The term distributive implies that there is a finite amount of the thing being distributed or divided among the people involved. Sometimes this type of negotiation is referred to as the distribution of a “fixed pie.” There is only so much to go around, but the proportion to be distributed is variable. Distributive negotiation is also sometimes called win-lose because of the assumption that one person's gain results in another person's loss. A distributive negotiation often does not involve people who have never had a previous interactive relationship, nor are they likely to do so again in the near future. Simple everyday examples would be buying a car or a house.

Integrative negotiation is also sometimes called interest-based or principled negotiation. It is a set of techniques that attempts to improve the quality and likelihood of negotiated agreement by providing an alternative to traditional distributive negotiation techniques. While distributive negotiation assumes there is a fixed amount of value (a “fixed pie”) to be divided between the parties, integrative negotiation often attempts to create value in the course of the negotiation (“expand the pie”). It focuses on the underlying interests of the parties rather than their arbitrary starting positions, approaches negotiation as a shared problem rather than a personalized battle, and insists upon adherence to objective, principled criteria as the basis for agreement.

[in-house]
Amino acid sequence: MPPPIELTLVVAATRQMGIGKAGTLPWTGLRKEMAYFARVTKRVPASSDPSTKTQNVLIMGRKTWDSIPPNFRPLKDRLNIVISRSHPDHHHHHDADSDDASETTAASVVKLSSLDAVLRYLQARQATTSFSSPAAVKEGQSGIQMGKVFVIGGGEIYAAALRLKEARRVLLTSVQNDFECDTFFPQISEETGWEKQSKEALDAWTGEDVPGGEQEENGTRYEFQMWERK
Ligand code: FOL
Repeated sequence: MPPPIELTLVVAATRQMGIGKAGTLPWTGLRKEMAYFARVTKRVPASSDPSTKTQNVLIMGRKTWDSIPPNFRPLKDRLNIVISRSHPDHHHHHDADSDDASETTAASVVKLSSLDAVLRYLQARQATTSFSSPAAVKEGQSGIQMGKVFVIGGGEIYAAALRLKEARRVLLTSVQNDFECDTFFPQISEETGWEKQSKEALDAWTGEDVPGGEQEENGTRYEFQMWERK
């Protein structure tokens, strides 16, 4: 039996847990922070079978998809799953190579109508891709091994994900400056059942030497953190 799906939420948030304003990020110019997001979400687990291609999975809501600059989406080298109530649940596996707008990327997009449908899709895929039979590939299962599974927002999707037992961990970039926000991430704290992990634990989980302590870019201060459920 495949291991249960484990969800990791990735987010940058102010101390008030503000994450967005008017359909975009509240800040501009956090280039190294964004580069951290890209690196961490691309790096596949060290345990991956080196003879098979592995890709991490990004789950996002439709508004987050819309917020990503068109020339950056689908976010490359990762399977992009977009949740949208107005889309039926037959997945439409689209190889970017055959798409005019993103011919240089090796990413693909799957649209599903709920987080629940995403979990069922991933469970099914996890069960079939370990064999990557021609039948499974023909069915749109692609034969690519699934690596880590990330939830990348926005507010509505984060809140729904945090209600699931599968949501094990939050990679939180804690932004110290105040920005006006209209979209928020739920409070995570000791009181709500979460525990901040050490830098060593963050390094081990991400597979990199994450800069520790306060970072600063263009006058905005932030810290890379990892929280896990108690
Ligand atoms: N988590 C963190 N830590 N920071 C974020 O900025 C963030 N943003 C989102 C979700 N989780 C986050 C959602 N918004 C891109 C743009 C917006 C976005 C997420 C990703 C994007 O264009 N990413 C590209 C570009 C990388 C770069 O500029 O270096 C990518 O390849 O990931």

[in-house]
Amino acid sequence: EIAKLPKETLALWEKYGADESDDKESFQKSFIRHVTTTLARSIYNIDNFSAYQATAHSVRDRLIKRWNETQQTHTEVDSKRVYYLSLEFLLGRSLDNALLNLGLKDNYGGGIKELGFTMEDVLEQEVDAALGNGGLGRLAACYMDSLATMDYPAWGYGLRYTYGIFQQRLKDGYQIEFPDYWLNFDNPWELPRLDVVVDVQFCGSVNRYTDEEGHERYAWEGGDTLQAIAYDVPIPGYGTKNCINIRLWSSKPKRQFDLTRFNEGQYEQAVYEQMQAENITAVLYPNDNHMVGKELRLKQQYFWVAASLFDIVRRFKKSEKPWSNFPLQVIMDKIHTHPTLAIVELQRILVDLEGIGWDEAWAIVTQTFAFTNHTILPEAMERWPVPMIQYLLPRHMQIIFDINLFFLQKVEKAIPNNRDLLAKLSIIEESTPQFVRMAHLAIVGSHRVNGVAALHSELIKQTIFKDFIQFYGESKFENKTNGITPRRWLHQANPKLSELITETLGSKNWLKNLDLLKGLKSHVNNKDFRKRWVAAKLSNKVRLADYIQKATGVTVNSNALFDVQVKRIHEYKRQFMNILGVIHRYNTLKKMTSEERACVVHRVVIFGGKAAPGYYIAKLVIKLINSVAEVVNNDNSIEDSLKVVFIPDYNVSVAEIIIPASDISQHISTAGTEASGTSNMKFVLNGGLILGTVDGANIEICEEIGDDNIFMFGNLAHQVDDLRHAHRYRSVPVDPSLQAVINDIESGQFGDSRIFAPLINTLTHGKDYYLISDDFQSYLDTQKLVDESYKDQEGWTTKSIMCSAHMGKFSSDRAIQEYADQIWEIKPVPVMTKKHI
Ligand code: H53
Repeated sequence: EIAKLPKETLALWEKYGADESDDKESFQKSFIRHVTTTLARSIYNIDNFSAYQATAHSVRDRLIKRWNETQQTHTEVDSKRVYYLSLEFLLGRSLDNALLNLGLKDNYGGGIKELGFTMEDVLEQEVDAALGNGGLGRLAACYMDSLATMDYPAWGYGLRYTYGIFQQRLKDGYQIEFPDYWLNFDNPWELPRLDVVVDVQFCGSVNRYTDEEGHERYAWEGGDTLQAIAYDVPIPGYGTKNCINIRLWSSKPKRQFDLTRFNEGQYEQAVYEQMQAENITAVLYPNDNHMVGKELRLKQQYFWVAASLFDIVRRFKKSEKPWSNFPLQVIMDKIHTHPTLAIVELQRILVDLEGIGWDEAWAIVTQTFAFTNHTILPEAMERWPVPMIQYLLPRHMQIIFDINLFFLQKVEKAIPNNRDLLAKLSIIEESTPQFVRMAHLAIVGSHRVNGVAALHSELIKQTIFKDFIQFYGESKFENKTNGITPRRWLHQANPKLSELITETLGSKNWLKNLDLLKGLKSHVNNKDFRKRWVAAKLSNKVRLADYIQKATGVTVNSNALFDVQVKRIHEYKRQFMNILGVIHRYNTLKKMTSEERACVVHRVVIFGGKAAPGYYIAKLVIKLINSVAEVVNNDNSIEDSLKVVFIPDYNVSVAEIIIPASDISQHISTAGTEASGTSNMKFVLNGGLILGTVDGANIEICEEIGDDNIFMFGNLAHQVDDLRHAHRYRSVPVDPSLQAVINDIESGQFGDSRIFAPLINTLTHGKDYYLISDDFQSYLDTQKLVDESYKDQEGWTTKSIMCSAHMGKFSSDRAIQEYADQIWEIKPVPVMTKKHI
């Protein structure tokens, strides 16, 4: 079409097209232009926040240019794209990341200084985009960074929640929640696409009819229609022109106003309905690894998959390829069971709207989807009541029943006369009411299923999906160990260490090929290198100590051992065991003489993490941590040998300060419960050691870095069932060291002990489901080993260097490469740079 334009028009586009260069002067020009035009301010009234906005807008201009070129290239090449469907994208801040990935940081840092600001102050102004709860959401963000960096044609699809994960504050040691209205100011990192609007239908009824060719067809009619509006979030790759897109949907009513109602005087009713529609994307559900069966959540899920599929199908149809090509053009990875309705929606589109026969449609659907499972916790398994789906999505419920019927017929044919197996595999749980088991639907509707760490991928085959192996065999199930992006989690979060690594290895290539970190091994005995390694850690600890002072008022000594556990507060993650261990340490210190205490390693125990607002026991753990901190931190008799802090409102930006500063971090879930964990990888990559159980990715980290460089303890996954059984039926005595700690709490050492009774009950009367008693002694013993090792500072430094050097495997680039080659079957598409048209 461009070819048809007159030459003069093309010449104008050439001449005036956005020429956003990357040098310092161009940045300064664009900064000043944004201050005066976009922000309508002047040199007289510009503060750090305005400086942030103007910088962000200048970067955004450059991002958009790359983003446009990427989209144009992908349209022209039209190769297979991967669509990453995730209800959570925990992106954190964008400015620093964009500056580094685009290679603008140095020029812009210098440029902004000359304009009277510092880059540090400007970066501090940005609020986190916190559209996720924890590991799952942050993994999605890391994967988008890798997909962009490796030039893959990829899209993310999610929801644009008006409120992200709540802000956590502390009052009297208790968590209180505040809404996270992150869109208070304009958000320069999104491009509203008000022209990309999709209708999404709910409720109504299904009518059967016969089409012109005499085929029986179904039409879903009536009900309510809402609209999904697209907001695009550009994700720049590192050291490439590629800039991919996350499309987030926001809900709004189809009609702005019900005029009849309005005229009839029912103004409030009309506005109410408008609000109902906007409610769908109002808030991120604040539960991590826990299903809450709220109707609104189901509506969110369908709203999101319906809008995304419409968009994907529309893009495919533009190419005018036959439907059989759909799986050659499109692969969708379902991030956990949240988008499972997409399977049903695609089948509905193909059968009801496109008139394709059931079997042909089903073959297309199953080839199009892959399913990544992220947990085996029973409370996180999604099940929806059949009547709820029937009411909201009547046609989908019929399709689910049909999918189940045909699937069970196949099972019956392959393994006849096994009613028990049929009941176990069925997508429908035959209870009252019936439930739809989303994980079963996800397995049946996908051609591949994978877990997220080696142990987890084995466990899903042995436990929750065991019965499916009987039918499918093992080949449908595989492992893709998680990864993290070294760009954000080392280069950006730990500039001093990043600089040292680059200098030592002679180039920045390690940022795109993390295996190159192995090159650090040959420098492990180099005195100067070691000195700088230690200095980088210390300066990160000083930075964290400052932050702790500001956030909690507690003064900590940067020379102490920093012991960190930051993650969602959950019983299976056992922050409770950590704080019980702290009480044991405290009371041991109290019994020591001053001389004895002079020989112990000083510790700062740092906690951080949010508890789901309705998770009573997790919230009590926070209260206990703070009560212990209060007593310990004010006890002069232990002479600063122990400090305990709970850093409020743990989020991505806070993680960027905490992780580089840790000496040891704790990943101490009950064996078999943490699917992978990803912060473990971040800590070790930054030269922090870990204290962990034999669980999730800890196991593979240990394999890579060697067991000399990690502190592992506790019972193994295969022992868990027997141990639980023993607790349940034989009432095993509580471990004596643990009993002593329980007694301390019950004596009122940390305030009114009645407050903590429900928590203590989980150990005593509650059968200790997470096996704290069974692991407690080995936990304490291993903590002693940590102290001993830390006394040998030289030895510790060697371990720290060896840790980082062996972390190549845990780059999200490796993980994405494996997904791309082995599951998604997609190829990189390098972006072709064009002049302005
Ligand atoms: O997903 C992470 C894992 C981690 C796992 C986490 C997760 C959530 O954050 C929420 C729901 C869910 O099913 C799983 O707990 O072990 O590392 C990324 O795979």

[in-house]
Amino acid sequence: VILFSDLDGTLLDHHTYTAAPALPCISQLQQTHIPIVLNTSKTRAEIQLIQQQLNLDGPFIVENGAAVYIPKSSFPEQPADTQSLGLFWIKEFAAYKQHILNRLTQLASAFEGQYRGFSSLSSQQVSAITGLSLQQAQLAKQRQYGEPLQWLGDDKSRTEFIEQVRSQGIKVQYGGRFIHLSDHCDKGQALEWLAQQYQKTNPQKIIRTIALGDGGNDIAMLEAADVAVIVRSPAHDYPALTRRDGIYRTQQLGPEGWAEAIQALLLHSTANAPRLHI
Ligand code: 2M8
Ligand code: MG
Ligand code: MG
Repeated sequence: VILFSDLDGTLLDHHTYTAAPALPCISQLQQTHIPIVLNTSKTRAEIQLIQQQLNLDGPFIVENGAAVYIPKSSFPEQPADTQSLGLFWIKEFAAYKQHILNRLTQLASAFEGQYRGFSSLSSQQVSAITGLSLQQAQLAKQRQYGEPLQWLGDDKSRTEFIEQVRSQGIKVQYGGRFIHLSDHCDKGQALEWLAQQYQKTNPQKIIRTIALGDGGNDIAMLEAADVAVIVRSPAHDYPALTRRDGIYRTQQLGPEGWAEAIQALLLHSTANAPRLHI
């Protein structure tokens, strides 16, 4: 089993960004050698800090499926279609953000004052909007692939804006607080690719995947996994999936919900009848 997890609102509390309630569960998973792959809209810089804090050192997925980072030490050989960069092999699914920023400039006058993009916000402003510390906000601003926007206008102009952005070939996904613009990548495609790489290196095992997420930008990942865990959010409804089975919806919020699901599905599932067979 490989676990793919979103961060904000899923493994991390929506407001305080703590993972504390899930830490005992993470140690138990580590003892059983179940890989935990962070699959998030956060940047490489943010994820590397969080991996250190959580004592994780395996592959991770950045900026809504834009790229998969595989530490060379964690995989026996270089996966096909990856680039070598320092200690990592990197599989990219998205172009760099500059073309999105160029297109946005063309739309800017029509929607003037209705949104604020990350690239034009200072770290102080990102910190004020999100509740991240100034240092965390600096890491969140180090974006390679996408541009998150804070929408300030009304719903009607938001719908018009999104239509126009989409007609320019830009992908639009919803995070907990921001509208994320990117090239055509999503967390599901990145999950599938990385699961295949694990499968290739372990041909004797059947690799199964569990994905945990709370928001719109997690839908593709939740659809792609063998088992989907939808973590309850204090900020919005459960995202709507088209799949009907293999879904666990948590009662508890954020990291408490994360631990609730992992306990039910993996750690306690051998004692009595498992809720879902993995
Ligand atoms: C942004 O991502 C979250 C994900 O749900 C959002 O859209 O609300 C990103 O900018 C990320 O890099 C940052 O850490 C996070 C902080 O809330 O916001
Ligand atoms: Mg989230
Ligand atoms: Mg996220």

The word integrative implies some cooperation. Integrative negotiation often involves a higher degree of trust and the forming of a relationship. It can also involve creative problem-solving that aims to achieve mutual gains. It is also sometimes called win-win negotiati
Negotiation is a dialogue between two or more people or parties, intended to reach an understanding, resolve point of difference, or gain advantage in outcome of dialogue, to produce an agreement upon courses of action, to bargain for individual or collective advantage, to craft outcomes to satisfy various interests of two people/parties involved in negotiation process. Negotiation is a process where each party involved in negotiating tries to gain an advantage for themselves by the end of the process. Negotiation is intended to aim at compromise.
Negotiation occurs in business, non-profit organizations, government branches, legal proceedings, among nations and in personal situations such as marriage, divorce, parenting, and everyday life. The study of the subject is called negotiation theory. Professional negotiators are often specialized, such as union negotiators, leverage buyout negotiators, peace negotiators, hostage negotiators, or may work under other titles, such as diplomats, legislators or brokers.